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convert hex to int: Switching Endian-ness? RRS feed

  • Question

  •  

    Basically, in this project im doing, I need to read 4 bytes of a file, and translate these bytes into an int, to be used in a loop later on.

    I keep on getting weird results.

     

    The 4 bytes in my test file are 58 08 00 00. This should result in the final int being 2136, but it results in 1244548. I thought this has to do with Endian-ness, so quickly wrote this snippit:

     

    Code Snippet

    char* SwitchEndian(char* inString)

    {

    char *outString = inString;

    int numChars;

    numChars = sizeof(inString);

    for(int i=0; i<numChars; i++)

    {

    outString[numChars-i] = inString[i];

    }

    return outString;

    }

     

    Didn't work. Actually got corrupted information on the string that i passed onto this function, when cout'ing it.

     

    Not too sure what to do...

    Tuesday, April 15, 2008 2:17 AM

Answers

  •  

    Looks like you're showing hex values here:

    58 08 00 00

     

    You are looking at an endian issue.

     

    See if this example gives you any ideas.

    Build it as a console app.

     

    Code Snippet

     

    #include "stdafx.h"

    struct bytes {

    char b1;

    char b2;

    char b3;

    char b4;

    };

    union cvrt{

    bytes b;

    int mynewint;

    };

    int _tmain(int argc, _TCHAR* argv[])

    {

    cvrt cv;

    cv.b.b1 = 0x58;

    cv.b.b2 = 0x08;

    cv.b.b3 = 0x00;

    cv.b.b4 = 0x00;

    printf("%d\n", cv.mynewint);

    return 0;

    }

     

     

     

     

    - Wayne

     

    Tuesday, April 15, 2008 4:04 AM
  • Ignoring the actual question regarding endianness, which Wayne has addressed, there are two issues that stand out in your code.

     

    The first is 'numChars = sizeof(inString);'. This will set numChars to the size of a char* (which is always 4 on a 32-bit computer or 8 on a 64-bit computer) rather than the length of the string (which I assume is what you actually want).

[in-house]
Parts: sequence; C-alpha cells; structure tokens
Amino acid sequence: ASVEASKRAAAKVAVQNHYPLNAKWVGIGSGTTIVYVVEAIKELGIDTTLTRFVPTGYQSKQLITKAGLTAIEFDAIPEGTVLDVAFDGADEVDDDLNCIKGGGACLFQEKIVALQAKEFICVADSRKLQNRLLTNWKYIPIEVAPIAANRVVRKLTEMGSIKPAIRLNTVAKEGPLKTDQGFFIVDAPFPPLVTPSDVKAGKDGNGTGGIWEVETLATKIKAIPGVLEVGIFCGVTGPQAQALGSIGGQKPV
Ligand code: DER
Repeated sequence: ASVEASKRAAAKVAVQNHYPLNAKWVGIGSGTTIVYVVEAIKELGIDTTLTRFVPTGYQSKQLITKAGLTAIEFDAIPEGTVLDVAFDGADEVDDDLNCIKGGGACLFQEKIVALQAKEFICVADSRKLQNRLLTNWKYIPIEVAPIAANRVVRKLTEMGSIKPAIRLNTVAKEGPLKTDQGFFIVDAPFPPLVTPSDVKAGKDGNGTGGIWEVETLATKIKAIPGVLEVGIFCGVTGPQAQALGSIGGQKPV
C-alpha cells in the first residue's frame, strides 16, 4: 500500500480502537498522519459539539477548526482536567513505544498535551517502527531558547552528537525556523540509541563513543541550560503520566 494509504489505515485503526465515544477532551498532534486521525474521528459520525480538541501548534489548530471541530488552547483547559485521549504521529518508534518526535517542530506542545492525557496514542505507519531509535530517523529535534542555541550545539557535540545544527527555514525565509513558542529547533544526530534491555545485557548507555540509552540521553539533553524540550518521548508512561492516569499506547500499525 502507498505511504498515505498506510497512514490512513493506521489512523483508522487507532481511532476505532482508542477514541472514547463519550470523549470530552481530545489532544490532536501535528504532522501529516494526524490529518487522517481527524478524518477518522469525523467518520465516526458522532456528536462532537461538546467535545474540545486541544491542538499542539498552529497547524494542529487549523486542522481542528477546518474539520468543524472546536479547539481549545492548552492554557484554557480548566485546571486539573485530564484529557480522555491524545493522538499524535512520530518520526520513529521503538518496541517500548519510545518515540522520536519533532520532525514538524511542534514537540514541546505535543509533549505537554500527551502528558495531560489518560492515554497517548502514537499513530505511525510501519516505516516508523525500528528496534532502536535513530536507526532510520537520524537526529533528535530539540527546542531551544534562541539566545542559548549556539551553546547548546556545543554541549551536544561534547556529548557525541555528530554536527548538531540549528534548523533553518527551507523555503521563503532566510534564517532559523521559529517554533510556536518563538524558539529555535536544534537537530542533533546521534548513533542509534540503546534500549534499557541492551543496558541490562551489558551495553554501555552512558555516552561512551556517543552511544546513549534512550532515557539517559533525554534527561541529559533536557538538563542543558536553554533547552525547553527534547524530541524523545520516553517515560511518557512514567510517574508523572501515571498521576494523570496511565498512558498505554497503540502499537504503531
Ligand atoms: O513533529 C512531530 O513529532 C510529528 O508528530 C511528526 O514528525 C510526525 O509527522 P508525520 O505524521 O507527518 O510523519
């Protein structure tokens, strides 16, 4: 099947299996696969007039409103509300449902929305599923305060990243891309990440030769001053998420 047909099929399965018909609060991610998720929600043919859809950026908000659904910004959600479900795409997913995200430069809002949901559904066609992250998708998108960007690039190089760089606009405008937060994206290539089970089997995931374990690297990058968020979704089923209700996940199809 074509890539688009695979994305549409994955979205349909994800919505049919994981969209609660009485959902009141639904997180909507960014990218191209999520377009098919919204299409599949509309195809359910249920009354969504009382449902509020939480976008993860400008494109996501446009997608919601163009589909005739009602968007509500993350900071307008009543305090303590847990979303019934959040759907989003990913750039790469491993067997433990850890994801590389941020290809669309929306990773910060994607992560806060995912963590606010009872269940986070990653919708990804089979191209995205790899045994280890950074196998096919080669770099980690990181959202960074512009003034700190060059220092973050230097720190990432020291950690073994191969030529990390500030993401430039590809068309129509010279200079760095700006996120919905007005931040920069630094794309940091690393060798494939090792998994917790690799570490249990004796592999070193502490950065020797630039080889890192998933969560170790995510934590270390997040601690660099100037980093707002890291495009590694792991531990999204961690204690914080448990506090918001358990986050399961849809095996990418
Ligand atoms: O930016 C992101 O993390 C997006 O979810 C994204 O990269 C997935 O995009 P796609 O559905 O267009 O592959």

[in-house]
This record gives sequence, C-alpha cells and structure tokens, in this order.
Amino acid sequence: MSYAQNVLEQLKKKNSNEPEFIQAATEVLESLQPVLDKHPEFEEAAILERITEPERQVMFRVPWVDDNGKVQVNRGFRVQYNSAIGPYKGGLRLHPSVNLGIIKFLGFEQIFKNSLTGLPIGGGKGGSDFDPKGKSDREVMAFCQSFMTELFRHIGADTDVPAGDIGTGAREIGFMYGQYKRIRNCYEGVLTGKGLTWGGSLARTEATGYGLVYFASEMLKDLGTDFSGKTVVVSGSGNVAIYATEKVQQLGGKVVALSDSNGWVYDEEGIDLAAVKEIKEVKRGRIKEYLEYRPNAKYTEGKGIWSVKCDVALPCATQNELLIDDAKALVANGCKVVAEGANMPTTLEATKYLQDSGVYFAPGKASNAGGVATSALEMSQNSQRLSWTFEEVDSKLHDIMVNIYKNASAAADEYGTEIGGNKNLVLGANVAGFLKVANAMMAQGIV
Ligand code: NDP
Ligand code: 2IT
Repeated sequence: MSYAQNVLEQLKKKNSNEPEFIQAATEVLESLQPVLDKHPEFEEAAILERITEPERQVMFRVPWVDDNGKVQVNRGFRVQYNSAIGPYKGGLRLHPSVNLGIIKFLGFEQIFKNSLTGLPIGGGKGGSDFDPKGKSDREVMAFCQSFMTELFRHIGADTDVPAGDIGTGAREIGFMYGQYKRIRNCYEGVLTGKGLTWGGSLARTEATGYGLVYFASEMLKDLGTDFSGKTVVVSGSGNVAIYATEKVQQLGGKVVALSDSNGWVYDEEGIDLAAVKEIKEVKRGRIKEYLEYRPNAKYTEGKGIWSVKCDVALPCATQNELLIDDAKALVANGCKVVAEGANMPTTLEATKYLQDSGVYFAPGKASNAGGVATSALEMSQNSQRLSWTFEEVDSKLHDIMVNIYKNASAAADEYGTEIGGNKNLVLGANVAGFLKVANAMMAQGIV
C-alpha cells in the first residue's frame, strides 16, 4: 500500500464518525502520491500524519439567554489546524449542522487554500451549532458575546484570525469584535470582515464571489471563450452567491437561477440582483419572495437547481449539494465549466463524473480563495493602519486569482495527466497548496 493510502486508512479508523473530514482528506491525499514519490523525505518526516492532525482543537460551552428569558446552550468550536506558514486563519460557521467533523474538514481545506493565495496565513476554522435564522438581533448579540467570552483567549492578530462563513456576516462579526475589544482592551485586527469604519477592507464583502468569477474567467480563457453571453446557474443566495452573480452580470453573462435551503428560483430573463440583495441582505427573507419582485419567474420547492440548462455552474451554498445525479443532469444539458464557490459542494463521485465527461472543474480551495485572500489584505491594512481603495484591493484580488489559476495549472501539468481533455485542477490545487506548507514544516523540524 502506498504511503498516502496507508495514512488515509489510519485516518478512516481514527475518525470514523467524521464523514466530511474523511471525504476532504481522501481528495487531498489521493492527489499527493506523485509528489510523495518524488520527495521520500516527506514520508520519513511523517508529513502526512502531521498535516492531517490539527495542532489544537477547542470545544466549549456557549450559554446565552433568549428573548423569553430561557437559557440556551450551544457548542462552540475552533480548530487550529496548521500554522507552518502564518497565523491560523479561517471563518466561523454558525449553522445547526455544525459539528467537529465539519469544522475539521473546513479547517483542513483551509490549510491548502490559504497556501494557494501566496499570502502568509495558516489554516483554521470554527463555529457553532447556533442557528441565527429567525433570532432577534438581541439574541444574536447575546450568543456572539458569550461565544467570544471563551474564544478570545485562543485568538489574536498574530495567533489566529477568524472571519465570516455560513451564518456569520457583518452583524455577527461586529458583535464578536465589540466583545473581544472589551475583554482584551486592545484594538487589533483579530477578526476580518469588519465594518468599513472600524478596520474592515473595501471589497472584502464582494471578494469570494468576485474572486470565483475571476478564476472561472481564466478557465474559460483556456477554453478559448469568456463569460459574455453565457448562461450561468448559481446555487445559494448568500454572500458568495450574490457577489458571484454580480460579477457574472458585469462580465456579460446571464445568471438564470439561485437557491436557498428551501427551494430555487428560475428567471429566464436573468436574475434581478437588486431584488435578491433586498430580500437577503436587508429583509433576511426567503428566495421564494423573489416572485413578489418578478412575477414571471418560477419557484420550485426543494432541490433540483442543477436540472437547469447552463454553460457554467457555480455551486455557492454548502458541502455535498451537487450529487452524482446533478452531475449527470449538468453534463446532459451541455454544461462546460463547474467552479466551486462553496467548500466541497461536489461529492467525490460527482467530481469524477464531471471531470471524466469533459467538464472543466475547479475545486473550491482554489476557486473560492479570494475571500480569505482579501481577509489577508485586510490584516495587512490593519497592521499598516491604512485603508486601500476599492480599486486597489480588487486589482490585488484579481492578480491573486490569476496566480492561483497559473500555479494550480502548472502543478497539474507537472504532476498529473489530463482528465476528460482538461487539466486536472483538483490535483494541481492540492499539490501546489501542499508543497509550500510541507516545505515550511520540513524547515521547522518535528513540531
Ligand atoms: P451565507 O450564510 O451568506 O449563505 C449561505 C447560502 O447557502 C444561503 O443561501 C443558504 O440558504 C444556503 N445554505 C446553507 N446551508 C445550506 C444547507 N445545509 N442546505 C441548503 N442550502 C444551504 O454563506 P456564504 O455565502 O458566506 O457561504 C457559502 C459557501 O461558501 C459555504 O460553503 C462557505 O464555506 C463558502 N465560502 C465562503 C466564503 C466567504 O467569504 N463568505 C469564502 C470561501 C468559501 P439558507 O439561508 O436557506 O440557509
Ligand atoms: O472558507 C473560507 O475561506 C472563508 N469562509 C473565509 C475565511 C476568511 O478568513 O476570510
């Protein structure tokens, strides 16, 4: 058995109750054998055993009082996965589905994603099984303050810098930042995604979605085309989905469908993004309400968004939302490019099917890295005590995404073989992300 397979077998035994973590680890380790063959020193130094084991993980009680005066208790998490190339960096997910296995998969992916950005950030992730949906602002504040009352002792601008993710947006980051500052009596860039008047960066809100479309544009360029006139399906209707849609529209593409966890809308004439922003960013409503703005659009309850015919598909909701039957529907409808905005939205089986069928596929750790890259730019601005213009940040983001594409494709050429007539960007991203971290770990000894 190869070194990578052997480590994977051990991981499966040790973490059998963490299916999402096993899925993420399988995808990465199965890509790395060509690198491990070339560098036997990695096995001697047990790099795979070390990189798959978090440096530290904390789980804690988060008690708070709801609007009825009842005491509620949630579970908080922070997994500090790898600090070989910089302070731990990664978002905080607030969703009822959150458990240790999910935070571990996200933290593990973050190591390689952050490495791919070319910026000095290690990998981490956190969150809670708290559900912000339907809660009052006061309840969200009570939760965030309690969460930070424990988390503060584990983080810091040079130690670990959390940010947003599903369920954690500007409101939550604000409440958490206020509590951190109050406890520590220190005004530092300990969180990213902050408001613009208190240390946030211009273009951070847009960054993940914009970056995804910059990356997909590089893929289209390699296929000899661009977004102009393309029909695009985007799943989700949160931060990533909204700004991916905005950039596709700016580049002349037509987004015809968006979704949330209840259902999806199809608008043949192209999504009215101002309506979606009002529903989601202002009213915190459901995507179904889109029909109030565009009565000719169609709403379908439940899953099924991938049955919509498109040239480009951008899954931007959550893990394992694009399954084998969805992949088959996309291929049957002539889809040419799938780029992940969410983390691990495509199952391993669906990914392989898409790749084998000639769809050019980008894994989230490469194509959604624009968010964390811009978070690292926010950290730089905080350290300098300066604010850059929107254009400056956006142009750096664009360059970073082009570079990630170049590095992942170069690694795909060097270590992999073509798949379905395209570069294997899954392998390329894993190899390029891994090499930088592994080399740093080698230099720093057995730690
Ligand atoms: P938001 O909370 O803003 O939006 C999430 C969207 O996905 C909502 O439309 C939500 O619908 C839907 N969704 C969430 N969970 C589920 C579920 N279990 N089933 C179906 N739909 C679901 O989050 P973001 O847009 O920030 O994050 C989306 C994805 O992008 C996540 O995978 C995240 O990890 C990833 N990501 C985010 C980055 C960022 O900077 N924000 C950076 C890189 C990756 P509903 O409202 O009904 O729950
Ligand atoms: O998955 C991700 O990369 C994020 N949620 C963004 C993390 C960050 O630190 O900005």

The second is 'outString[ numChars - i ] = inString[ i ];' -- numChars-i will evaluate to one past the end of your char* on the first iteration. Say your string length was 10, this gives a range of [0..9]; however on the first iteration 10-0 == 10, so you would index into outString[10], causing a buffer overflow.

     

    Again, this would all be much simpler if you took a C++ approach rather than a C approach. For example:

    Code Snippet

    std::string SwitchEndian(const std::string& inString)
    {
      return std::string(inString.rbegin(), inString.rend());
    }

     

     

    If you want to stick with a C approach, I would do something like the following:

    Code Snippet

    char* SwitchEndian(const char* inString)
    {
      if (!inString)
        return 0;

     

      const size_t len = strlen(inString);
      char* outString = new char[len + 1];
      char* pOut = outString;
      for (const char* pIn = inString + len - 1; pIn >= inString;)
        *pOut++ = *pIn--;
      *pOut = '\0';

      return outString;
    }

     

     

    Tuesday, April 15, 2008 4:36 AM
  • Now that the situation is a bit clearer (i.e., you ultimately want the result to be an int, inString isn't null-terminated as I assumed it was, and the char* passed to inString is stack allocated), I would do this:

    Code Snippet

    int SwitchEndian(const char (& inString)[4])
    {
      const unsigned long val =

        *reinterpret_cast<const unsigned long*>(inString);
      return _byteswap_ulong(val);
    }

     

     

    It's worth noting that the code you had contained a fundamental flaw: you were casting a char* to an int, which results in an integer representation of the memory address pointed to by the pointer, rather than the string value of the char* treated as an int.

     

     EscapingTheSilence wrote:

    One thing... sorry for making thread after thread after thread... should I just have all my questions in one thread? Or create seperate ones as new problems arise?

    Seperate threads as you have been is ideal. Different threads for different questions Smile
    Tuesday, April 15, 2008 5:22 PM
  • As I said in my last post, I (and that code) assumed your string was null terminated, which it isn't.

     

    Just to clarify, you are building using Visual Studio, on an x86 or x64 computer, correct? The following prints 2136 for me, does it for you as well? If it doesn't, then you will need the reverse of all the code I have been posting Stick out tongue

    Code Snippet